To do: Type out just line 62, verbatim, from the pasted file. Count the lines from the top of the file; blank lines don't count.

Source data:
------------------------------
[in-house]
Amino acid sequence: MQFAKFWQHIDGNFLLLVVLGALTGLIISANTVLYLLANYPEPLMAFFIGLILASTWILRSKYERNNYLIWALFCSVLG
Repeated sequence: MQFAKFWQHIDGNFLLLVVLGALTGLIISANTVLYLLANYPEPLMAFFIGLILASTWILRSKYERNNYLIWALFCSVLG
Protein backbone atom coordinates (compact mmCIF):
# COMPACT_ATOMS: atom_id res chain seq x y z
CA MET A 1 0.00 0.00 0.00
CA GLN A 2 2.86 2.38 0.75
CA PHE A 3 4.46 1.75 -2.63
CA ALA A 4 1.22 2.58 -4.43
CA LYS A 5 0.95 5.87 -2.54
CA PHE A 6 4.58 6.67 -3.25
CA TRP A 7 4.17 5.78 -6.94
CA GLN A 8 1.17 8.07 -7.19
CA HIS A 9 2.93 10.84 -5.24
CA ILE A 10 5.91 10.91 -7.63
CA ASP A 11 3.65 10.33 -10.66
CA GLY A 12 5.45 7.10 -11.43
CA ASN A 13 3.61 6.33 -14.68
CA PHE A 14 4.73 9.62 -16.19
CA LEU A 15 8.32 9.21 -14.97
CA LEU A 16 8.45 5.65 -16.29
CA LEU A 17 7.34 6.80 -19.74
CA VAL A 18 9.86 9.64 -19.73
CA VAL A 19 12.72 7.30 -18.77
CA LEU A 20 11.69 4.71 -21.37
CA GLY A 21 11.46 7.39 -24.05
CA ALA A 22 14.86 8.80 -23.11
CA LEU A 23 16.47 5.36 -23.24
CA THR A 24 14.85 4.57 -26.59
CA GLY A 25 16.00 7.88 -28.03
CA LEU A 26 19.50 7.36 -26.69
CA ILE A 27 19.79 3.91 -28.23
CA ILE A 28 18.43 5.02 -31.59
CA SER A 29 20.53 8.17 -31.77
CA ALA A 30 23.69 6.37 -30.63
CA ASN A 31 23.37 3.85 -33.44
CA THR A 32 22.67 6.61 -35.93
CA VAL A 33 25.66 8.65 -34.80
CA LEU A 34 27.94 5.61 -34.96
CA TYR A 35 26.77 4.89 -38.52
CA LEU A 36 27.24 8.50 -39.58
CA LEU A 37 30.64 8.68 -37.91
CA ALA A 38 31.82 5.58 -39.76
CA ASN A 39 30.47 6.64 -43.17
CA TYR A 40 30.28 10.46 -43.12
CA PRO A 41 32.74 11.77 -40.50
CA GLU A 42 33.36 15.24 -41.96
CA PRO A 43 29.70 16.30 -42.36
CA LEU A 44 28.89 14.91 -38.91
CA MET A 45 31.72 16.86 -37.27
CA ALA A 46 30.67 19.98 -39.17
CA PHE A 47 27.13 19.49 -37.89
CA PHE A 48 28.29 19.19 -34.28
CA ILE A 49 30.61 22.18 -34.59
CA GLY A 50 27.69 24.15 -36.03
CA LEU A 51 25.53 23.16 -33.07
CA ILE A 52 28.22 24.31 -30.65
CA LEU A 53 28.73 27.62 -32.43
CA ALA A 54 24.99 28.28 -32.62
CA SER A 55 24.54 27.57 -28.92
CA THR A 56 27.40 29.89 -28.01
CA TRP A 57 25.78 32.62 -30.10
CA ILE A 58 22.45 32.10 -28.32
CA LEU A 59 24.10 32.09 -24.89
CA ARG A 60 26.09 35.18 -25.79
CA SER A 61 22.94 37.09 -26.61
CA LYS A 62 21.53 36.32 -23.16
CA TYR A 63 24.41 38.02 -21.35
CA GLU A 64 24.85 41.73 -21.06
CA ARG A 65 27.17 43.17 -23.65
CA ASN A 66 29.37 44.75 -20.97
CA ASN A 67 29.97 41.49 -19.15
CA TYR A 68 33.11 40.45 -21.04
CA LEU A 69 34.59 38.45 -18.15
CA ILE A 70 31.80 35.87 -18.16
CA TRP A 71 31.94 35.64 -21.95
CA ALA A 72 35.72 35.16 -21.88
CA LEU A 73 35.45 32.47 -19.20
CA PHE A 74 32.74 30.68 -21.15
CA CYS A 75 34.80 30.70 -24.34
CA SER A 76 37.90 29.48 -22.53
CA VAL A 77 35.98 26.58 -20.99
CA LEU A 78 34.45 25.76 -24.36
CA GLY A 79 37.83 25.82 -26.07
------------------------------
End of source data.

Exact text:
CA TRP A 57 25.78 32.62 -30.10